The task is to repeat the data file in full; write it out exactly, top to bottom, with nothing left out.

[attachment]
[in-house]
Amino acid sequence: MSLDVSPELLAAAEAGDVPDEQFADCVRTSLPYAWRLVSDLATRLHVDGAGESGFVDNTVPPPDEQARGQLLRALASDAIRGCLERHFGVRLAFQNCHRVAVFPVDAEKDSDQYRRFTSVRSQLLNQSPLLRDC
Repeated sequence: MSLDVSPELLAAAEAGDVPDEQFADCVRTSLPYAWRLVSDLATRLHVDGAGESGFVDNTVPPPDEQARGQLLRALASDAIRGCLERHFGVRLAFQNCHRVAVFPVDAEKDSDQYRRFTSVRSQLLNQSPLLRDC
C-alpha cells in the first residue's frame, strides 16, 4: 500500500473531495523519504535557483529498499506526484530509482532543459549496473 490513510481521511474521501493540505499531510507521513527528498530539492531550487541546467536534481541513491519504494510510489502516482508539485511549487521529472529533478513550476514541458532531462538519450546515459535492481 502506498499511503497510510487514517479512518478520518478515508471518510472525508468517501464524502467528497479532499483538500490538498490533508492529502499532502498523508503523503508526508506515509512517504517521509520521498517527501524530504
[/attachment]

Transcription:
[in-house]
Amino acid sequence: MSLDVSPELLAAAEAGDVPDEQFADCVRTSLPYAWRLVSDLATRLHVDGAGESGFVDNTVPPPDEQARGQLLRALASDAIRGCLERHFGVRLAFQNCHRVAVFPVDAEKDSDQYRRFTSVRSQLLNQSPLLRDC
Repeated sequence: MSLDVSPELLAAAEAGDVPDEQFADCVRTSLPYAWRLVSDLATRLHVDGAGESGFVDNTVPPPDEQARGQLLRALASDAIRGCLERHFGVRLAFQNCHRVAVFPVDAEKDSDQYRRFTSVRSQLLNQSPLLRDC
C-alpha cells in the first residue's frame, strides 16, 4: 500500500473531495523519504535557483529498499506526484530509482532543459549496473 490513510481521511474521501493540505499531510507521513527528498530539492531550487541546467536534481541513491519504494510510489502516482508539485511549487521529472529533478513550476514541458532531462538519450546515459535492481 502506498499511503497510510487514517479512518478520518478515508471518510472525508468517501464524502467528497479532499483538500490538498490533508492529502499532502498523508503523503508526508506515509512517504517521509520521498517527501524530504